The Book Reviews – Website

January 1, 2011

What Athletes Are Made Of

What Athletes Are Made Of

Author and Illustrator: Hanoch Piven and Sarah Thompson

Page Length: 34

Reading Level: 5.1

Genre: Biography

Career Connection: Professional Athletes

SUMMARY & REVIEW: This book is for the sports lover written by a sports lover.

We learn that Muhammad Ali had a “big mouth”, Kareem Abdul-Jabbar coached high school on an Apache reservation, Babe Ruth had a huge appetite, Jesse Owens proved Hitler wrong, Tiger Woods considers himself a “Cablinasian”, David Beckham once wore pink nail polish to match his girlfriends, and Pele played with a soccer ball made of a sock stuffed with newspapers. These are just a few facts that packed into this creative book filled with 23 mini-biographies of athletes. Each biography is 5-10 sentences long.

The first page provides the reader an introduction to why athletes and sports games are enjoyable to watch and respected. The author begins each mini biography with the following line:

“Athletes are made of…”

At the end of each biography, the author provides the reader with a “Did You Know” fact relating to either the athlete or his/her sport.

At the end of the book, a “Post-Game Recap” with statistics and career highlights of all the athletes is featured.  

The following athletes are highlighted in this book: Kareem Abdul-Jabbar, Andre Agassi, Muhammad Ali, Lance Armstrong, David Beckham, Joe DiMaggio, Jeff Gordon, Wayne Gretzky, Mia Hamm, Michael Jordan, Jackie Joyner-Kersee, Diego Maradona, Joe Namath, Martina Navratilova, Jesse Owens, Pele, Babe Ruth, Michael Schumacher, Annika Sorenstam, Jim Thorpe, Serena Williams, Venus Williams, and Tiger Woods.

The sports represented in this book include basketball, tennis, boxing, cycling, soccer, baseball, racing, track and field, football, golf, pentathlon, and decathlon.

This is a very creative book. It not only provides the reader a clear and concise biography of each athlete, each individual is illustrated using traditional drawings as well as objects. For example, Tiger Woods’ eye brows are illustrated using “nails”. Jackie Joyner-Kersee’s legs are illustrated using “rulers”. Lance Armstrong’s mouth is illustrated using a “rubber band”.

The only criticism I have with this book is that the majority of the athletes students may not recognize. This book may not be engaging for students if left to read on their own. However, providing insight into unfamiliar athletes provides the teacher and student an opportunity for new learning. The addition of mini-biographies will help students engage with the book as compared to other lengthier biographies. Students will most likely recognize Lance Armstrong, Michael Jordan, Serena Williams, Venus Williams, and Tiger Woods.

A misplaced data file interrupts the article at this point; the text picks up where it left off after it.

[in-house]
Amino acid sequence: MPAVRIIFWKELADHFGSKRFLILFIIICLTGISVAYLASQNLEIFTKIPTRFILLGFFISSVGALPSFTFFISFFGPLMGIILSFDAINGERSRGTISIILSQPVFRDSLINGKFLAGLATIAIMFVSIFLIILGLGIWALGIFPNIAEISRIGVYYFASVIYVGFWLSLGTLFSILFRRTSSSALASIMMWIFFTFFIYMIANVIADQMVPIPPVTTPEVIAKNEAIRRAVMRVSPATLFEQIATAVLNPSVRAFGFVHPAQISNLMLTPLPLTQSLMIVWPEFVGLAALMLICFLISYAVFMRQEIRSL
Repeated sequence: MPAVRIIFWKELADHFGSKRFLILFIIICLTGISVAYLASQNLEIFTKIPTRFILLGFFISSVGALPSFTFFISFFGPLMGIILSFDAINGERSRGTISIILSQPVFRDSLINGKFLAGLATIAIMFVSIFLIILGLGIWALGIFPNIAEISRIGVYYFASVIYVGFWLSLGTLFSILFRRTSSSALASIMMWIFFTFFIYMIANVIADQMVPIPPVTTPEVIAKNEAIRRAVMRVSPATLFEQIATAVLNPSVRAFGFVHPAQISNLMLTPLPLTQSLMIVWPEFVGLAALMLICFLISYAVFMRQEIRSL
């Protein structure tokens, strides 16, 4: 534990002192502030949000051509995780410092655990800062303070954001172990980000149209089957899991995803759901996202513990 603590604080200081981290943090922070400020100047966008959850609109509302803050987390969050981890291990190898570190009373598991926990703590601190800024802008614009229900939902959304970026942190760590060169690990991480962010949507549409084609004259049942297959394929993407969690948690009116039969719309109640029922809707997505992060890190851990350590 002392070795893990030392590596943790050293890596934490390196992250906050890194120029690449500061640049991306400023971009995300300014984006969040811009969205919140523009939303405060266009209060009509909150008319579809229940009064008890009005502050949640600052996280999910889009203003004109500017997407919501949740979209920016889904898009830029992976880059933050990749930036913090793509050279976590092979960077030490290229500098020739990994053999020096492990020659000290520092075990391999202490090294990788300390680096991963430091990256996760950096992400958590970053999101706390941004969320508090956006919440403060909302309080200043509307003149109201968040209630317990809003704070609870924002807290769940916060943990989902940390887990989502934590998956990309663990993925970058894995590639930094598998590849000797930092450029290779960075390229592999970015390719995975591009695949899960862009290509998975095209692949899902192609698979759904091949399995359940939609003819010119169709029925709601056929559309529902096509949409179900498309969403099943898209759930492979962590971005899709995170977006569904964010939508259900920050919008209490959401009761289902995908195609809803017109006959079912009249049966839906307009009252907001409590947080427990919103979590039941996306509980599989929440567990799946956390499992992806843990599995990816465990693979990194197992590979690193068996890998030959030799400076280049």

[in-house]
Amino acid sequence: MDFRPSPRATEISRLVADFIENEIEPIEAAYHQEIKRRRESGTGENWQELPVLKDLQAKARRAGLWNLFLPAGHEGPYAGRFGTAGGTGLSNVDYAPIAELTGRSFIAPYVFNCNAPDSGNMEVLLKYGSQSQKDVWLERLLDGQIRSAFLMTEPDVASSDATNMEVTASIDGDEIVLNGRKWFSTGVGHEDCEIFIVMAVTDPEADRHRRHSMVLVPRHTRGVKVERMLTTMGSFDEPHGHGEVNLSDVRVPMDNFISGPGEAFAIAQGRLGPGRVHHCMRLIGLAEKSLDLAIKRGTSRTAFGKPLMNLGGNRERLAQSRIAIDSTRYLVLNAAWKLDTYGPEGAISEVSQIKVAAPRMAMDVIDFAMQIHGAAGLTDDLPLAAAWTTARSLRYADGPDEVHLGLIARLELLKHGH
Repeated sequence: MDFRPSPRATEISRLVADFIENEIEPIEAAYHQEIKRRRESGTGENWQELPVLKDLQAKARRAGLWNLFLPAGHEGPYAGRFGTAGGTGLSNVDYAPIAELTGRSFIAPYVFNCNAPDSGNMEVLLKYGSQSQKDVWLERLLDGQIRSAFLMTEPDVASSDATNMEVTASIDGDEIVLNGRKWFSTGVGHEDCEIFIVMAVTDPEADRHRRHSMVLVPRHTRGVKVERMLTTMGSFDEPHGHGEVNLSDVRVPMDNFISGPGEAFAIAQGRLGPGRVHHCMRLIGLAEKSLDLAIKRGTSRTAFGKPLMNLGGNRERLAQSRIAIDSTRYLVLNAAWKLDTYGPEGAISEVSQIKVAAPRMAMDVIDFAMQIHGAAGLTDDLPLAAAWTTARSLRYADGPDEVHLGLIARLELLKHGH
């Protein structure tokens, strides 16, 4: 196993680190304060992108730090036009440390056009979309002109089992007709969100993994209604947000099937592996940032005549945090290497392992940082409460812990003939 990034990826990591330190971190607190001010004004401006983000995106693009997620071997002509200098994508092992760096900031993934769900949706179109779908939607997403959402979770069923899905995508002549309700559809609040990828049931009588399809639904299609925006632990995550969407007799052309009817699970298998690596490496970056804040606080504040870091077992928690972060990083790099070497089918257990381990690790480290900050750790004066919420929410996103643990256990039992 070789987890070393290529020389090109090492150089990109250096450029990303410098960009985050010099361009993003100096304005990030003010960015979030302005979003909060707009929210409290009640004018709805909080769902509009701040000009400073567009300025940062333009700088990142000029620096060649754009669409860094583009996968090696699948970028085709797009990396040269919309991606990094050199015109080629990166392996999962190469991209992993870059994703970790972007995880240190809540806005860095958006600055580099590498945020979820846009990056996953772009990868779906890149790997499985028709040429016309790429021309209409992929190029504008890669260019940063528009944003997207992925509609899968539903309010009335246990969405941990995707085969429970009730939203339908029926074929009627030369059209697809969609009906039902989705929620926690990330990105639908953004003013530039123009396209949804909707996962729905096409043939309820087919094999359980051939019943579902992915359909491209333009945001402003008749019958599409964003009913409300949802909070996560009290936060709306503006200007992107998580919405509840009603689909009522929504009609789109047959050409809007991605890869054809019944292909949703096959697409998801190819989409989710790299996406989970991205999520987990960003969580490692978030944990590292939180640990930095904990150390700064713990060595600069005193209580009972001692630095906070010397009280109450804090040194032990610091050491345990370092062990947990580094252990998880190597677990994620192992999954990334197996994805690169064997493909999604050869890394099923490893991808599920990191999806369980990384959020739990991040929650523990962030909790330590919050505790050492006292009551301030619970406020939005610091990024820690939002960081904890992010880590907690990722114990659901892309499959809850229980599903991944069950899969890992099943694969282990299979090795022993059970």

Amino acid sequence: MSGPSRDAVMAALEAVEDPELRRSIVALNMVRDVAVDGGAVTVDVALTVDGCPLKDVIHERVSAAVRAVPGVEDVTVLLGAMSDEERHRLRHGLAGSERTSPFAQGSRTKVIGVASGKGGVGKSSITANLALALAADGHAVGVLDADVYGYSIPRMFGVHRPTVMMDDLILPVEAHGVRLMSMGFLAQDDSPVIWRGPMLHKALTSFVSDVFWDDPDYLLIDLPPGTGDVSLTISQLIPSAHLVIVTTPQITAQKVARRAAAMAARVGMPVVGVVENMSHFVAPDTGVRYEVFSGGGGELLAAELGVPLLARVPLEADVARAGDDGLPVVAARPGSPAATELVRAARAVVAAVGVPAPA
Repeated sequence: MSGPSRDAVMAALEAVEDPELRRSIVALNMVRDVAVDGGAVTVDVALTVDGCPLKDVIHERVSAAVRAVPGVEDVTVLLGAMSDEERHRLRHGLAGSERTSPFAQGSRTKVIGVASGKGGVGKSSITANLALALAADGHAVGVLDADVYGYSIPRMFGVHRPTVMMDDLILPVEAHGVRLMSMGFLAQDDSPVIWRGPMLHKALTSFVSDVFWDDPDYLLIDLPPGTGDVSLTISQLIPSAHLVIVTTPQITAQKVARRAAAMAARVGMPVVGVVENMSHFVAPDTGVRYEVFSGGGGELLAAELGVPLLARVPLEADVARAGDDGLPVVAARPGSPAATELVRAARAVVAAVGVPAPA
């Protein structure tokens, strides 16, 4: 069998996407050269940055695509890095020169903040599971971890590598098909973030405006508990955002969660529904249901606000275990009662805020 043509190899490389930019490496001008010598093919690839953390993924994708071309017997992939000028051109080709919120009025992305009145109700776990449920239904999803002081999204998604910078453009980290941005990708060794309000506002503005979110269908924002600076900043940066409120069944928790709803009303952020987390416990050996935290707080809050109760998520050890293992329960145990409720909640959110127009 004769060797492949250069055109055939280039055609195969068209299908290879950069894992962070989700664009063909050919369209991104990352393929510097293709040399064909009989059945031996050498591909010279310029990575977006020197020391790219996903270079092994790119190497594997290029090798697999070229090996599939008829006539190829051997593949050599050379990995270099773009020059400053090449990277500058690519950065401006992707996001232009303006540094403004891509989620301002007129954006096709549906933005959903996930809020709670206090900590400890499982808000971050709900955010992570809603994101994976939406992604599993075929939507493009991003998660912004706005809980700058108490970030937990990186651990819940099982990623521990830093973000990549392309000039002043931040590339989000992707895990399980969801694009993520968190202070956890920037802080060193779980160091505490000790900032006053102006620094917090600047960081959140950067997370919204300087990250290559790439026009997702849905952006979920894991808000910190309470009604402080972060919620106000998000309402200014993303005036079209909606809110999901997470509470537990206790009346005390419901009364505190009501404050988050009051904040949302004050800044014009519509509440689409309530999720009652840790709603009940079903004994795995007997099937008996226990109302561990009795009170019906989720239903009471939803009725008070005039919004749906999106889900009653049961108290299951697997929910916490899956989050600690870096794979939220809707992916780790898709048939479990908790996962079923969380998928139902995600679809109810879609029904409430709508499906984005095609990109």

Students with a passion for art will enjoy this book. This would be a great book to share with art teachers.

AREAS FOR TEACHING: art, biography, compare/contrast


RELATED BOOKS: What Presidents Are Made Of by Hanoch Piven, Xtreme Sports Fast Track by Joe Layden, Amazing But True Sports Stories by Hollander

ART CONNECTIONS: (art work website of the author)


REVIEWED BY: Kevin Stratton

December 19, 2010

Storm Run

Storm Run by Libby Riddles: Book Cover

Storm Run

Author: Libby Riddles

Page Length: 48

Reading Level: 4

Genre: Non-fiction, Adventure, Auto-biography

PLOT SUMMARY & REVIEW: A lover of animals and a woman with passion and endurance – Libby Riddles recounts her life as a young girl growing up in the Midwest/Northwest United States to her brave move to Alaska to become the first woman to win the Iditarod Sled Dog Race. Storm Run contains beautiful illustrations, vivid photographs, and informative diagrams and maps that supplement Riddles’ own written account of her life. The combination of all, forces the reader into Riddles’ world of risk-taking and adventure.

Influenced by her friends and mentors, Riddles enters the 1985 Iditarod Sled Dog Race. Financed by the supportive members of her Teller, Alaska community (mostly through bingo money), Riddles is able to acquire all she needs for the long race. Braving below 60 degree weather and harsh blizzards, Riddles clings to her closest friends of all – her dogs – to go on to win the race!

I enjoyed this book, because it is a blend between an illustrated picture book and a compilation of real-life photographs. The pictures, diagrams, maps, and illustrations supplement the descriptive writing of Riddles as her story progresses. It was a neat approach to an auto-biography.

Riddles provides us the race route she traveled in Alaska, the clothes she wore, and the supplies she used. Of course her furry dog friends are featured all throughout. A few interesting notes that stood out to me were – 1 – on the trail she ate Norwegian chocolate and seal oil (considered to be “power food” by Eskimos) and – 2- during a harsh blizzard, it took Riddles several hours to change into dry clothes!

This is a very creative book written by a very brave and talented woman. I recommend it to all. I suggest that this book be used as an introduction to an auto-biography activity.

AREAS FOR TEACHING: simile, setting, vocabulary, reading a map, creating an auto-biography

RELATED BOOKS: The Great Serum Race by Debbie Miller, Balto: Sled Dog of Alaska by LaVere Anderson, Racing Sled Dogs: An Original North American Sport by Michael Cooper, The Call of the Wild by Jack London, White Fang by Jack London (list of books)

MOVIE, MEDIA, & ART CONNECTIONS: “Iditarod: A Far Distant Place” (2000) (comprehensive site about Iditarod)


REVIEWED BY: Kevin Stratton

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